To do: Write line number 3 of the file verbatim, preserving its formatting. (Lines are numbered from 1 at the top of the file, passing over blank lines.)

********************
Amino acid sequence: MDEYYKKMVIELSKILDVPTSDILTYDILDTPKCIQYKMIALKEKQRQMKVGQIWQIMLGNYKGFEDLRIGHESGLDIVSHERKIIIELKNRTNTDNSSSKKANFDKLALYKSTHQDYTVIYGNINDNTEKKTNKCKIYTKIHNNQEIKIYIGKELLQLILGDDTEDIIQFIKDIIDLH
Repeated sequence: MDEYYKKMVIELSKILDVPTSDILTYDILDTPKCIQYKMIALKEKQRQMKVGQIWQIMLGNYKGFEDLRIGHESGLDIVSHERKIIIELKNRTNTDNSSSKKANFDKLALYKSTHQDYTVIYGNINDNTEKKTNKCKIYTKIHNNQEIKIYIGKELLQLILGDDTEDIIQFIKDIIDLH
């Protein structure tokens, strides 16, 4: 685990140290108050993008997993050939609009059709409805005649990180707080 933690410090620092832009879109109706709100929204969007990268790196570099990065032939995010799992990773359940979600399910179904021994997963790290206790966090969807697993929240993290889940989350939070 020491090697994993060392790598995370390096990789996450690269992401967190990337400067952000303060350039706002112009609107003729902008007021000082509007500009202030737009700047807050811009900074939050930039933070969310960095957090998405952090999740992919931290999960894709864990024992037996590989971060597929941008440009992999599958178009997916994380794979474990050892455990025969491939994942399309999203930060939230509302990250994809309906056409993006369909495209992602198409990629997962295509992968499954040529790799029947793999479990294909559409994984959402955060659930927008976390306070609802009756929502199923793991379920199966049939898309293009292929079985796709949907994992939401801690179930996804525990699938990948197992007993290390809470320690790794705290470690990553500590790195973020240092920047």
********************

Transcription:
């Protein structure tokens, strides 16, 4: 685990140290108050993008997993050939609009059709409805005649990180707080 933690410090620092832009879109109706709100929204969007990268790196570099990065032939995010799992990773359940979600399910179904021994997963790290206790966090969807697993929240993290889940989350939070 020491090697994993060392790598995370390096990789996450690269992401967190990337400067952000303060350039706002112009609107003729902008007021000082509007500009202030737009700047807050811009900074939050930039933070969310960095957090998405952090999740992919931290999960894709864990024992037996590989971060597929941008440009992999599958178009997916994380794979474990050892455990025969491939994942399309999203930060939230509302990250994809309906056409993006369909495209992602198409990629997962295509992968499954040529790799029947793999479990294909559409994984959402955060659930927008976390306070609802009756929502199923793991379920199966049939898309293009292929079985796709949907994992939401801690179930996804525990699938990948197992007993290390809470320690790794705290470690990553500590790195973020240092920047």